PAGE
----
How Technology Can Transform The Workplace

Here’s a common claim tech disrupters should not ignore: technology has hurt people more than help them. Interactions that used to include eye contact and interactions are now often filtered through screens or automatic machines. Customer service is shifting to self-checkouts and online purchases. Car wrecks from distracted driving have skyrocketed. Suspicion of technological misuse abounds from unseemly suggestions about the future of love in the age of passable sex-bots to apocalyptic visions of a world ruined by AI.

Pop culture remains our best measure of unmeasurable feelings, and there we can find the explosive popularity of dreary robotic worlds of the future from Terminator to the latest Black Mirror episodes.

Yet against this dark landscape, true miracles have been performed thanks to technology. Disaster response and recovery are faster than ever. Instantaneous worldwide collaboration and communication is a daily occurrence.

One last mind-boggling fact that can’t be overstated: ordinary people have fingertip access to the world’s accumulated knowledge.

Technological and digital growth has set us at the forked path between positive and negative visions of the future. Here are contributing factors to that dynamic.

A Bad First Impression With Early Integration

Employees did not have a good first experience with new technology. Going back to the 1800s, the addition of work clocks was resented because while it let companies be more accurate with hours and payment, it also served as a way to penalize late arrival, cutting corners, or undocumented breaks.

To be fair to employers, better clock-in tech reduced practices like employees clocking in for each other, which was a big problem.

Shifting to present day, employees can now be monitored from 9 a.m. to 5 p.m. with digital methods, a phenomenon that fits “Big Brother” fears like a glove. On the backend, employee numbers, not names, organize payroll systems. This practice gives employees further fuel for the common suspicion that they were of little importance to higher-ups.

This surveillance culture has carried into the contemporary digital world. E-mail and computer use can easily be monitored by employers. Even if the intentions began as consistency and security, employees often experience it as a tool for spying on, and eliminating employees who make a false move.

While these tools have increased efficiency and reduced inappropriate behavior, the origins of employee distrust and resistance to change are understandable, forgivable, and clear.

How High-Tech Workplaces Can Serve People Better

The truth is, our greater connectivity and democratization of information are only the beginnings of what’s possible. New technology has made people more productive and innovative, and even far safer at work. Ideas can be captured and shared faster than ever.

In fact, some of these developments let people bring their own devices to work, which is one of the fastest ways to make a new employee feel comfortable and eliminates hours of training.

It even turns out that the practice of allowing employees to engage in personal social media activity relieves workday stress, and even improves results for businesses. For example, the Pew Research Center reported that 78% of people solve work-related challenges with resources from personal social media. This poses a possibility: perhaps employers should not fight social media use because it is a losing battle. More research discovered that 77% of people use personal social media at work regardless of company policy.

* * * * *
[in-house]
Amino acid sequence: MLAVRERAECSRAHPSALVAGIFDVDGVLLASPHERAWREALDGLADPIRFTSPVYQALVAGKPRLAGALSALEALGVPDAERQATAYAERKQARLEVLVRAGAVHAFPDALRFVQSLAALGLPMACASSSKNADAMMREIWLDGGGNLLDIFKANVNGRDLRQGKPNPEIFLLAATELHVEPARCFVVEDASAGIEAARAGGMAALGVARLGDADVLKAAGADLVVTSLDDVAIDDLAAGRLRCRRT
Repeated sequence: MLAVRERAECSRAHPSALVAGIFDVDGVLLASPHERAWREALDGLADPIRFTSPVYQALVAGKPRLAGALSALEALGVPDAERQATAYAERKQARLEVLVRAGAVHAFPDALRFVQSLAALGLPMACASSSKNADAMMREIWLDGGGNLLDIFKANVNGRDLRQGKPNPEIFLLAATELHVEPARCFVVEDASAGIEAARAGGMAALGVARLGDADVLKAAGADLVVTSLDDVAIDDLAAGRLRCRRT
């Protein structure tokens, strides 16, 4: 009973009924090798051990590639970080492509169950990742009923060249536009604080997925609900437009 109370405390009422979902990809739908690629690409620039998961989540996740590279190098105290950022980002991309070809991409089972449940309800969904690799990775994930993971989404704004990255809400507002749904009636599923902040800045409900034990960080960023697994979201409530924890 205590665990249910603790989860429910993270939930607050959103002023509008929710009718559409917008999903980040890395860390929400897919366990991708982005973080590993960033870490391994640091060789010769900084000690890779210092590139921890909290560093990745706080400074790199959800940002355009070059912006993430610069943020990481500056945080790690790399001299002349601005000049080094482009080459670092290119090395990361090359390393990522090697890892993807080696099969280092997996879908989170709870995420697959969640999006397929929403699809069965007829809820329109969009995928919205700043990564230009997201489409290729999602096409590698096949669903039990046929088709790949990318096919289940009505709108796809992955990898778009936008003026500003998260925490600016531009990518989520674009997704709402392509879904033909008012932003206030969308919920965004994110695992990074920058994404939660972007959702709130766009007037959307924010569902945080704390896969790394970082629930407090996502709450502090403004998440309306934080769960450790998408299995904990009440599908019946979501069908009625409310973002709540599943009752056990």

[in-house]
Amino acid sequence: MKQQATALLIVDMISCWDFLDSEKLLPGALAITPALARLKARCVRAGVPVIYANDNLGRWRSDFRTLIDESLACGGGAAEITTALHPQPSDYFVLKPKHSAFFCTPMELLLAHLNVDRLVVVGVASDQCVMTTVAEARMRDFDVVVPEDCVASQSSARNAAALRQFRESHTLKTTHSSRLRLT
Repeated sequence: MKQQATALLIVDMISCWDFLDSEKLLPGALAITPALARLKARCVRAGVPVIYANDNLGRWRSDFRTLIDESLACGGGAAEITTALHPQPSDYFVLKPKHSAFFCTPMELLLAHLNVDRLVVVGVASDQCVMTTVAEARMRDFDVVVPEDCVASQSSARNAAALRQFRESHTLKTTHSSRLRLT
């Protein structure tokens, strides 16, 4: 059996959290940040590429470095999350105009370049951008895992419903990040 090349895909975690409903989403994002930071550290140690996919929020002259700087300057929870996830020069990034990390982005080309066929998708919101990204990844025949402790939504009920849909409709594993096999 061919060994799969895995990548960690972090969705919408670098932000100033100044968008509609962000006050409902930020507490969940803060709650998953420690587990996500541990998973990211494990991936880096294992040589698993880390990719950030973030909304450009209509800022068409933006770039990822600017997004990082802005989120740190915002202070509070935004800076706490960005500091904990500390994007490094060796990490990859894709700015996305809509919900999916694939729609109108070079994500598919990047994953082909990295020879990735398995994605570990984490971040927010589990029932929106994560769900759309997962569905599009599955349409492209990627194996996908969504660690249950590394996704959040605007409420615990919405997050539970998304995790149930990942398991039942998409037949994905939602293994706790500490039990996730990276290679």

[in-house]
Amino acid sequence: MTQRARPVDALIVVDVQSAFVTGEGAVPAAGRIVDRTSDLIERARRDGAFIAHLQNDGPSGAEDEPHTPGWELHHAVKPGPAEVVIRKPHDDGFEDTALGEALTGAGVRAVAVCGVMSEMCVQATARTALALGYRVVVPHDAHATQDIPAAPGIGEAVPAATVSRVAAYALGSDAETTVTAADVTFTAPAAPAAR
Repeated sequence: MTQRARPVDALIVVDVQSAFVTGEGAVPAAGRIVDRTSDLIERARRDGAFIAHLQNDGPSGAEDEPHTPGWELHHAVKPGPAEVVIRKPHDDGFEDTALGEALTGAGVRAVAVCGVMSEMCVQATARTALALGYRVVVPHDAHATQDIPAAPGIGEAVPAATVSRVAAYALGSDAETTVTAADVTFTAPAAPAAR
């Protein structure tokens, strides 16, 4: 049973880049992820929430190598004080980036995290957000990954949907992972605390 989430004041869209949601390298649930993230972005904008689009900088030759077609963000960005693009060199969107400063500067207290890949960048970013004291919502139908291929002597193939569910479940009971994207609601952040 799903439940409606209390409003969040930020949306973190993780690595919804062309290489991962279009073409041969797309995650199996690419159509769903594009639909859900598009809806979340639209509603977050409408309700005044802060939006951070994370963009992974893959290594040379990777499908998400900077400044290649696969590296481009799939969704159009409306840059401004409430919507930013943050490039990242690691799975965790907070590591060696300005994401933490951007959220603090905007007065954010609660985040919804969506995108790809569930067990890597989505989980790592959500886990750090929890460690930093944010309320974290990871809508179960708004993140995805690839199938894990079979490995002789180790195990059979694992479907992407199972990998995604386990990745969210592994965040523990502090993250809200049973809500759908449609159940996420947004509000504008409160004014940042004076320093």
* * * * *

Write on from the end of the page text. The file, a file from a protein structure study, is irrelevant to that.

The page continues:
It may well be better to leverage benefits rather than fight the future. Not only that, it’s even possible to integrate automatic alerts to let employees know when they have spent too much time away from work-related tasks, thus preventing the need for intervention from a boss.

People in organizations are building connections to their colleagues with platforms like Yammer and Jive just like they do with friends and family on social media. This connects to greater workplace retention and satisfaction.

For example, Rusty and Sam Sailors, who are, respectively, the CEO and President of Secure Smart Office see technology as a way of “improving 1/3 of your day” which is a reference to the average amount of time spent at work. They believe tech can draw people closer together, make them feel cared for, and increase engagement and productivity.

The Sailors’ view is an example of a transformational shift in focus on humanity over employment. They see the benefits of making their company actually enjoyable to work for. They focus on automatically controlling everything from air quality to the office environment, all geared towards improved focus and energy levels. AI is used to eliminate tedious tasks and keep scheduling and calendars on track.

AI can fine-tune spaces to fit people, from adjusting window shading to desk height and temperature synched with the arrival of new employees at different times. In fact, even little details like personal photos appearing on desktops can be included.

One final positive dimension is that all of these adjustments can be integrated with functions that calculate maximum efficiency for minimum environmental impact. This doesn’t just help the Earth, it cuts down on utility bills. It has been recorded that smart lighting can cut back on electricity bills by up to 80%.

Ultimately, the future of workplaces is almost certainly going to be a combination of these positive and toxic elements of high-tech work environments. The difference will come down to company culture, with high-talent individuals having their pick of positive places, and employers evolving in order to attract the people they want.